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‘Isn’t it Romantic’ blurs the line between the parody and homage of corny romantic comedies

February 23, 2019
This image released by Warner Bros. Pictures shows Rebel Wilson, left, and Liam Hemsworth in a scene from “Isn’t It Romantic.”

“Isn’t it Romantic” is the perfect Rebel Wilson vehicle. The unconventionally attractive Aussie rose to fame playing the quirky side-girl in films such as “Bridesmaids” and the “Pitch Perfect” franchise. Her comedic charm comes from heckling her movies from within and essentially throwing quotation marks around the absurdity of the whole premise. Here she is given the reins to perform that exact task in a feature that allows her to be the main character in a world where she would never be the main character.

Wilson stars as Natalie, a struggling 20-something toiling as an underappreciated architect in New York City. Her employers ignore her, her coworkers don’t respect her, and she lives in a cramped studio apartment in a noisy and crime-ridden neighborhood (that one would still need to be making a lot of money to afford).

Her best friend at work Josh (Adam Devine) has a secret crush on her but Natalie has given up on the prospect of finding love through the cute happenstances that are often portrayed in romantic comedies. Her outlook on life is put to the test when after a violent mugging in the subway, she awakes in a world typical of the syrupy rom-coms she despises. Strange men declare their love after one chance encounter, song-and-dance numbers spontaneously erupt, everyone is ridiculously attractive, and most importantly, everything about Natalie’s life, from the size of her apartment to the attitudes of her coworkers, has been drastically improved.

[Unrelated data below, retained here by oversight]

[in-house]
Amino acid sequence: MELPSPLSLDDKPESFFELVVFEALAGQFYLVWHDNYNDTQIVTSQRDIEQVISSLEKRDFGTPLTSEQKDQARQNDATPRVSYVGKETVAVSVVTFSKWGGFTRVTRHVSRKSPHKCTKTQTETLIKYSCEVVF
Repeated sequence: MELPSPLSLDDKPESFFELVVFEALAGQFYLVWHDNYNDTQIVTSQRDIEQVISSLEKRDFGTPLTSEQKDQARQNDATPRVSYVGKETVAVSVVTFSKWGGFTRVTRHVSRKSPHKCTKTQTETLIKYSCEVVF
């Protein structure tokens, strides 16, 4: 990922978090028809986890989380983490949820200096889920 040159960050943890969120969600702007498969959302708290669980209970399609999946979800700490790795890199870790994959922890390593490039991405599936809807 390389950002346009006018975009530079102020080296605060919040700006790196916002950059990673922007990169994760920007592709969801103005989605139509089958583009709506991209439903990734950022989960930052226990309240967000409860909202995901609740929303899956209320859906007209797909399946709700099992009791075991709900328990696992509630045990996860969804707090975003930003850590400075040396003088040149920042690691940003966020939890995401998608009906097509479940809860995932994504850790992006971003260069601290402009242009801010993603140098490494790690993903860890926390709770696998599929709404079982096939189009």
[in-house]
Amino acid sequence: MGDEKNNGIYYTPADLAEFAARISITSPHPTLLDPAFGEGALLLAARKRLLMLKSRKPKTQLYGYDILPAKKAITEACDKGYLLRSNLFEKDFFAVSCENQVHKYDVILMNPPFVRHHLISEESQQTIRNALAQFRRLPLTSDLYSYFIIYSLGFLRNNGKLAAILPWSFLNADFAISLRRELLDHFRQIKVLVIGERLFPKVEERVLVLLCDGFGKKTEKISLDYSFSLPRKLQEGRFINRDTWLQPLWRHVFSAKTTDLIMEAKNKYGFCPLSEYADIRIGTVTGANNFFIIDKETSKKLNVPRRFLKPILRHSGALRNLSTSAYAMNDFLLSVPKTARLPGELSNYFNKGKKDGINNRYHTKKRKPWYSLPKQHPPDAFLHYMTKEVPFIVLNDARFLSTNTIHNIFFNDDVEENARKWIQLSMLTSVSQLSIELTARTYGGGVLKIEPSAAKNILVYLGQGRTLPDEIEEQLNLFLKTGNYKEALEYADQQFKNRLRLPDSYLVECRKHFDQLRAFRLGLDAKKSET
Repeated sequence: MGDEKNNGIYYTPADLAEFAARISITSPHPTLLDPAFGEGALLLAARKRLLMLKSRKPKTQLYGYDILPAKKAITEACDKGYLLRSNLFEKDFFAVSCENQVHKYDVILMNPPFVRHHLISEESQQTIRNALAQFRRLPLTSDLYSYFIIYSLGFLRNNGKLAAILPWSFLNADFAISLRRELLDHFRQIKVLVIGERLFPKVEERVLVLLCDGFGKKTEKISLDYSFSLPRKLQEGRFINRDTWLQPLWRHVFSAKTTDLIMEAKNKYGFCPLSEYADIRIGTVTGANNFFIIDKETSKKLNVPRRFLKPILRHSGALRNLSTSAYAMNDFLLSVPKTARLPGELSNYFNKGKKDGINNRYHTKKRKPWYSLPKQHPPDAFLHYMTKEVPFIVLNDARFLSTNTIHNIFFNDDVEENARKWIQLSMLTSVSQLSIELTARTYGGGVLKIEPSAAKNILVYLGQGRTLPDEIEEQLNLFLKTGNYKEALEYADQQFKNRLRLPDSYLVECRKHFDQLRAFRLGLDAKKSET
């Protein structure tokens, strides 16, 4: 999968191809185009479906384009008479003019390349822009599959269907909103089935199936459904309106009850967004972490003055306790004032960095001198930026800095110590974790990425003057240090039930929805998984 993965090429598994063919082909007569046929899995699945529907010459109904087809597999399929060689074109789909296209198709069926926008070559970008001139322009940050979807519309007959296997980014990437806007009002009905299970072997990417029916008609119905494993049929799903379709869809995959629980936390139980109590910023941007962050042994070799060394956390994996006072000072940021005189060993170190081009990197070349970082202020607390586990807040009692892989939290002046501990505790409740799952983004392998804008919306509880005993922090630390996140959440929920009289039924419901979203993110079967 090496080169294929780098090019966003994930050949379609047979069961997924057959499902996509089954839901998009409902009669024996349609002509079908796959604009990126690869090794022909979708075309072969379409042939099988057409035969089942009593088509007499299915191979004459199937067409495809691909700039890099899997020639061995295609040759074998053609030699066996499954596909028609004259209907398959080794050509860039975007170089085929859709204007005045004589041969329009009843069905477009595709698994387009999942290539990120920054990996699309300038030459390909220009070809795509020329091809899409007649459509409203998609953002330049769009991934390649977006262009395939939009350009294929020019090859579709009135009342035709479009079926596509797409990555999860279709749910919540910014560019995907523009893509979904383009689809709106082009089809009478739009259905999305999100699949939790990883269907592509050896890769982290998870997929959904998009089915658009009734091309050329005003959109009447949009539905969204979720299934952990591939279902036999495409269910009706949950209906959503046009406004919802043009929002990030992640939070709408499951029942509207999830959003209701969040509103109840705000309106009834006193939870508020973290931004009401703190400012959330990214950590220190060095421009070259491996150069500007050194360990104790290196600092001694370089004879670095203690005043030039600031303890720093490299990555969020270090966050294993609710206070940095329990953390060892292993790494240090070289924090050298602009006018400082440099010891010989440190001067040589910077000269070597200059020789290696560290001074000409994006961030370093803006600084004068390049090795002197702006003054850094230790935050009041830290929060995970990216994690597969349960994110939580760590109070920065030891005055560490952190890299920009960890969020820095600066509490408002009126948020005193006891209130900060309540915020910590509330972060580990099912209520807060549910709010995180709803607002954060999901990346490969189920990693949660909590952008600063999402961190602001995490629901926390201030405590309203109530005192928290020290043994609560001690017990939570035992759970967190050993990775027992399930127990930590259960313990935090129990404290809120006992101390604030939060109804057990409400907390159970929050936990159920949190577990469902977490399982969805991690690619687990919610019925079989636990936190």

The only way Natalie can restore her regular life is to make a charming millionaire (Liam Hemsworth) fall in love with her — or so she thinks.

Director Todd Strauss-Schulson clearly had fun playing around with genre tropes. Often the comedy comes less from the performances or dialogue and more from the painstaking details in wardrobe, set design, score and lighting. Every scene set in the rom-com universe opens with a nonsensical swooping or swirling crane shot and it would behoove viewers to pay attention to background details like extras and billboard signage, where they will find countless other nods to the romantic comedy style throughout the film.

It’s not terribly difficult or original to point out the unrealistic nature of the average romantic comedy as established by the work of Garry Marshal, Nancy Meyers or Nora Ephron. Strauss-Schulson not only simulates these tropes, he understands why these contemporary fantasies resonate in the first place, leading to the warmth and familiarity that audiences expect from the genre. This leads to internal hypocrisy in which the film both wants to mock the rom-com premise and play it for sincerity. The ethos of the plot is not the core concern of this story and as such its themes about female empowerment and media-inspired wish fulfillment come off as wishy-washy.

“Isn’t it Romantic” is a moderately capable comedy, if not a little trite and underwhelming. The satire is dulled for unironic hearts and butterflies and Wilson isn’t given as much as I’d like to see from her as a lead, but the world building is thorough, and the tone is likable. Ultimately this ends up being a corny movie about corny movies but I can’t say I had a bad time watching it.

Grade: B-

Cassidy Robinson is a former Idaho State University student with a master’s degree in film studies from Orange County’s Chapman University. He freelances for both print and online outlets.